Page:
In this instance, Premier McLaughlin, his government and those of the other British Overseas Territories are acting astutely by presenting a united front against the U.K.’s misguided dictate regarding public registries.

It’s one thing for Britain to flirt with, or appease, the European Union’s bureaucratic bullies in Brussels, but it is quite another to attempt to export their toxic economic orthodoxy 4,800 miles west to their territories in the Caribbean.


  1. Yes Mr Premier it is time for Hard Talk and stand tall, and every one in the House need to step in line behind you on this, because it will definitely be to their advantage. A divided house will fall, and it is time David Cameron be handed a kite.

  2. Is it news to anyone that our mother wants to eat us alive?

    The U.K. has been sending signals for some time now indicating that they have no desire to continue with the relationship but we just don’t seem to be getting the message.

  3. Time for Alden to show if the pants really fit. Will he stand up to Mother as hard a Bush did when they insisted that direct taxation be implemented. Or will he kneel to those that orchestrated the fiasco that led to him winning the premiers seat.

  4. Mr Editor, it may be that much of what you say about the Mother Country and it’s financial situation is true, but you actually illustrate how, eventually, the larger countries that produce the wealth, and have a right to collect taxes on it are being unfairly leeched upon by those jurisdictions that allow their shores to be used by the leeches!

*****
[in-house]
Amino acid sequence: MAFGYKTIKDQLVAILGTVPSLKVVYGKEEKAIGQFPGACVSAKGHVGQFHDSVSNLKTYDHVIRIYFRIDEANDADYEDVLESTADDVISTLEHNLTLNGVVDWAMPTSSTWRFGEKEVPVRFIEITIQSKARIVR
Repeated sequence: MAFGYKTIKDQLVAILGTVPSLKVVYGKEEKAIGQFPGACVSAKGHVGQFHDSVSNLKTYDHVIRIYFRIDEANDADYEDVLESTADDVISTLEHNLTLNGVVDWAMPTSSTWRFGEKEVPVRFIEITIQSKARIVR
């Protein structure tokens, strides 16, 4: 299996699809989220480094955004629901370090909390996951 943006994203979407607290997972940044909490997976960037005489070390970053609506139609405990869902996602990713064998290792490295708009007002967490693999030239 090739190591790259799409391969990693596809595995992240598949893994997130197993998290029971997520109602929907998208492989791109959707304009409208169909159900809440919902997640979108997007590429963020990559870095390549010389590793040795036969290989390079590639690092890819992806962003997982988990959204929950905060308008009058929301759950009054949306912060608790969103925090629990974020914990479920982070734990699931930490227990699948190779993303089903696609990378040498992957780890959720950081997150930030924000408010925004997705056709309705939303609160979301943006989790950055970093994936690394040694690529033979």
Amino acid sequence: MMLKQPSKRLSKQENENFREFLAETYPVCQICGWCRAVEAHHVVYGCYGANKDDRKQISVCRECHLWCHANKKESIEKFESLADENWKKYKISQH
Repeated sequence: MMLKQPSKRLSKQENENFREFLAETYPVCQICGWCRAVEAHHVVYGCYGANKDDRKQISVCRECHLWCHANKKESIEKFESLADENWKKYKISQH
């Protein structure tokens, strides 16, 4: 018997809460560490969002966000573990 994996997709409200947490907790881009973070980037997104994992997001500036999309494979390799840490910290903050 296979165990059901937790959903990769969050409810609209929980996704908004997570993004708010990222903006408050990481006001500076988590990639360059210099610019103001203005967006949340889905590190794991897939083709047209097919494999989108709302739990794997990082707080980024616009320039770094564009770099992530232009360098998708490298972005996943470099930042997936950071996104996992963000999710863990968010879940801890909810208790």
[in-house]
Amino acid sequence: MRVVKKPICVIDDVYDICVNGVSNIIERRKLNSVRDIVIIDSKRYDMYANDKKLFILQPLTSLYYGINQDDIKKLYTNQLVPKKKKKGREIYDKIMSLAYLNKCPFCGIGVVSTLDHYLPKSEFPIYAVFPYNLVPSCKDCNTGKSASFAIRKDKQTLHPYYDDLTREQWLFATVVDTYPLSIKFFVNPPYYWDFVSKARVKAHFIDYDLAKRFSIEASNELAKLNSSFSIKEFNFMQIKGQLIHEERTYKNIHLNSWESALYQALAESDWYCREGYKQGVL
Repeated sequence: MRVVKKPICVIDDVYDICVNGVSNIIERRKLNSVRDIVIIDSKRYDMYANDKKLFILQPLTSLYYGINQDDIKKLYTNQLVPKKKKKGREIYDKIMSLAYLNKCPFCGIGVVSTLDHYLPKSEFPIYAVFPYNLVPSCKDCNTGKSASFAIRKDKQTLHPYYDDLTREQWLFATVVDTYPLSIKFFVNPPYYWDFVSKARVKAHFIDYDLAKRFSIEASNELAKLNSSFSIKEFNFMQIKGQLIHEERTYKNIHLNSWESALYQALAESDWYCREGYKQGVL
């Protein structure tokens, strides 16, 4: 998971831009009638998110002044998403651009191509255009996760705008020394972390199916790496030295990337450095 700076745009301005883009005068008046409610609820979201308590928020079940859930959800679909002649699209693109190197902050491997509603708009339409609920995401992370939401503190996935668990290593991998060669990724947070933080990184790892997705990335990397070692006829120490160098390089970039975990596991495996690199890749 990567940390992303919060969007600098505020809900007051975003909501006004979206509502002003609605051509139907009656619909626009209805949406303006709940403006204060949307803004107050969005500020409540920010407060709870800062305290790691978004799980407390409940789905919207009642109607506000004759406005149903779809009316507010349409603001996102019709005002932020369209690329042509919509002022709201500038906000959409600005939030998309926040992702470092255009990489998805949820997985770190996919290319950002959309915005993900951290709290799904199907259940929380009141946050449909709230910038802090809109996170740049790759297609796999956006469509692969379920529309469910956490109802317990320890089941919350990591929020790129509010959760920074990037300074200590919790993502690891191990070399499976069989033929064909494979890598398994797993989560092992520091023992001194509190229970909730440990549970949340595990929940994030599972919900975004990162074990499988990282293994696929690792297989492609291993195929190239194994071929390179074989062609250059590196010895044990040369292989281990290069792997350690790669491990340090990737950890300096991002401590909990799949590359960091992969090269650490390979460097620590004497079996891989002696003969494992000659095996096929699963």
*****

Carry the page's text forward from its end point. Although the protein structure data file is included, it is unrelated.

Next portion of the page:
First, is that a fair description? Well, they have infrastructures to maintain, that costs money. to Pretend that this is no concern of dependant territories is to be blind to the word dependant. Are those using Cayman/Jersey/Luxembourg and others leeches? Again yes, and if their activities were above board and legal, anonymity would not be an issue, if they are doing nothing wrong they have nothing to hide.
    At this point, there will be concerns raised about right to privacy, and yes thats reasonable, however, the various havens of secrecy cannot use that as a right to avoid the issue, which is simple. Whilst the irritant was small, it could be ignored, but these jurisdictions have become greedy (a Cayman lawyer greedy! Heaven forfend!) Think about it, Cayman became the 5th biggest banking centre in the world, since it doesn’t share much in common with the other 4, it has to be artificial and it is, it happened originally when a tiny deposit levy was made in New York to provide a fund to insure those deposits, result, flick of a switch transfers to Cayman each night and back in the morning. Result, no levy, and…. no fund. So, will the Cayman Islands make good if there is a default?
    Next, corporate creative accounting to avoid tax, well IF you get honest you will admit thats fraud, do we want to be a part of fraud?